The Police Adult Diversion Scheme (diversion) lets the police deal with some defendants without going through the formal court prosecution process. The police diversion officer will contact you to get your views before diversion is offered.
What cases can go through diversion?
All cases will be considered for diversion, but it will not be used for serious offending. Diversion can be used when:
- the offence is either the defendant’s first offence, or there are special circumstances where it may be appropriate to offer diversion
- the offence is not serious
- the defendant has accepted full responsibility for the offence
- the defendant agrees to the terms of diversion.
The Police Prosecution Service (police prosecutors) will decide whether a defendant is suitable for diversion. The court will adjourn the defendant's case so that they can meet with the police diversion officer and then complete the agreed diversion conditions.
Diversion agreements can include any one or a combination of the following conditions:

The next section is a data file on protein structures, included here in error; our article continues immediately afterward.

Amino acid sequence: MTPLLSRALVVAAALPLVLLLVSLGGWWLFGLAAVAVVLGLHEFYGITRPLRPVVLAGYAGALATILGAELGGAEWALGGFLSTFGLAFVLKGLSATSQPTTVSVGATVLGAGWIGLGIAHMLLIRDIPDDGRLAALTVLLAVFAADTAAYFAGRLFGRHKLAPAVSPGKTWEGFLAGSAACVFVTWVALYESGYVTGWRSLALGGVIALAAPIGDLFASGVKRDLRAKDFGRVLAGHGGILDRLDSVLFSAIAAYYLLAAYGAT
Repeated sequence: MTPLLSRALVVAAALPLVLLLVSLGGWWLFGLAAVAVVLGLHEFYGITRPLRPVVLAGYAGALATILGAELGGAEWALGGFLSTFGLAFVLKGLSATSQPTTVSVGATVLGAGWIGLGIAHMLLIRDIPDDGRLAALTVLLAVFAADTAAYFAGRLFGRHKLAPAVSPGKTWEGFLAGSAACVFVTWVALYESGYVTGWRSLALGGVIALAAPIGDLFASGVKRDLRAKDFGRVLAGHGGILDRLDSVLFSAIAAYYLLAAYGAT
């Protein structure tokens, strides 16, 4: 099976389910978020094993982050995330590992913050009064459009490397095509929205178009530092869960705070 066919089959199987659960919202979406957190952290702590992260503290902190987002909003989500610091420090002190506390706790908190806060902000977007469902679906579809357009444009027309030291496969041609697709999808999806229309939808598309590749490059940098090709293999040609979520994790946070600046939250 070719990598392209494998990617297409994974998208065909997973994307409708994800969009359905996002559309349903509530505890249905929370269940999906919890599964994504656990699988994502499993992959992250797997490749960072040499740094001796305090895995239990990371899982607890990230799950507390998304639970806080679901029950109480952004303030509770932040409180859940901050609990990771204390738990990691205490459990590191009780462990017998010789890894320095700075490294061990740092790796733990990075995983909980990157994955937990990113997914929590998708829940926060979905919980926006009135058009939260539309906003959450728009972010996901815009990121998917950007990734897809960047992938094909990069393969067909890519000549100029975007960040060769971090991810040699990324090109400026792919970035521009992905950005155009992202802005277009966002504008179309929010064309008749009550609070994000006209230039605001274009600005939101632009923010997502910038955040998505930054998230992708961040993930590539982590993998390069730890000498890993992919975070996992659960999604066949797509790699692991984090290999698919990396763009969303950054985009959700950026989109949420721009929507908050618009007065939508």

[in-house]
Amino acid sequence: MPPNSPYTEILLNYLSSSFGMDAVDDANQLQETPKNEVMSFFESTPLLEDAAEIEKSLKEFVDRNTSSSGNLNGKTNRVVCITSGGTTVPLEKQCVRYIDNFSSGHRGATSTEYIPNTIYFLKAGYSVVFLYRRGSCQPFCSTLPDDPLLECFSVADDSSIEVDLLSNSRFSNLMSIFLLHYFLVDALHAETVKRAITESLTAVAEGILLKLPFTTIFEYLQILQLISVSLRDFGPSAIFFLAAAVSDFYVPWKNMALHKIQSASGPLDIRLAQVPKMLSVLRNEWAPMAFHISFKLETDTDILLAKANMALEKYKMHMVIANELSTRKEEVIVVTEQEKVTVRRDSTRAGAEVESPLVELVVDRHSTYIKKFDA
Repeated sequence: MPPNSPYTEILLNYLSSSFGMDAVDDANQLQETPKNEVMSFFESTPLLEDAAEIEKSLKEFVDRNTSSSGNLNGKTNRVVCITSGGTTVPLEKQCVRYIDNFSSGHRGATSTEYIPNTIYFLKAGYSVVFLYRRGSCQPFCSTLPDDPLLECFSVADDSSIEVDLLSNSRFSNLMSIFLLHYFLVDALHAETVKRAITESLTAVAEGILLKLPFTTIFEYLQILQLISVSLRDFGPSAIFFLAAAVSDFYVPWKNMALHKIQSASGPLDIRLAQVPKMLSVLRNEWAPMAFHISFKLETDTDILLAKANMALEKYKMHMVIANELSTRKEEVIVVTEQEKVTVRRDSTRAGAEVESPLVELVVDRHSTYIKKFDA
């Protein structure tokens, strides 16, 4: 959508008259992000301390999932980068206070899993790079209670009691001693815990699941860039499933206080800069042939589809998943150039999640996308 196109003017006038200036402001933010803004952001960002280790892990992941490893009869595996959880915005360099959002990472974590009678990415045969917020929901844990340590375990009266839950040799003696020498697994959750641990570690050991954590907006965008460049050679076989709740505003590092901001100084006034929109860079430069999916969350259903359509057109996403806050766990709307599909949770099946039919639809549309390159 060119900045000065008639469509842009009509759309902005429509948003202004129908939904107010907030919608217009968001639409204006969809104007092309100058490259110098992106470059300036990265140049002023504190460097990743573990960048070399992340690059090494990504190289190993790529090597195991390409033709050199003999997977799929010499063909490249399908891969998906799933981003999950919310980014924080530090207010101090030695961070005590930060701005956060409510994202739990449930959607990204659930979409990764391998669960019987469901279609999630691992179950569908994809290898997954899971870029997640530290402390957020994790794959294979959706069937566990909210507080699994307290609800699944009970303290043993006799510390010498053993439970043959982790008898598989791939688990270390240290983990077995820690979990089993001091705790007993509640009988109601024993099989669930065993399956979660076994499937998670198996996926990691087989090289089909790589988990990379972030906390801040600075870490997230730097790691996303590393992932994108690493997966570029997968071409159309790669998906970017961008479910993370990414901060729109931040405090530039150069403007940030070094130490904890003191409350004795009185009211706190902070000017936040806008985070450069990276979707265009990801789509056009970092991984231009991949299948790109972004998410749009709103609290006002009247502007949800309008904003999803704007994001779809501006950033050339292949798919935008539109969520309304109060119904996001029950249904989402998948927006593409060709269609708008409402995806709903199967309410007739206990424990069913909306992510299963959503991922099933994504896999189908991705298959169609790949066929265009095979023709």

- making an apology to the victim
- reparation of any reasonable expenses incurred by the victim
- referral to counselling, education programmes, addiction treatment or other programmes that might help the defendant deal with personal issues
- undertaking a specified number of community service hours.
If the defendant completes their diversion conditions, the charge is withdrawn and the defendant has no conviction. If the defendant fails to complete their diversion conditions, the matter will be referred back to court.
The police diversion officer will contact you to get your views before diversion is offered but sometimes the defendant will be offered diversion even when you don’t think they should.
You might be able to attend a restorative justice meeting with the defendant on diversion. You can talk to the police diversion officer about this.
More information about diversion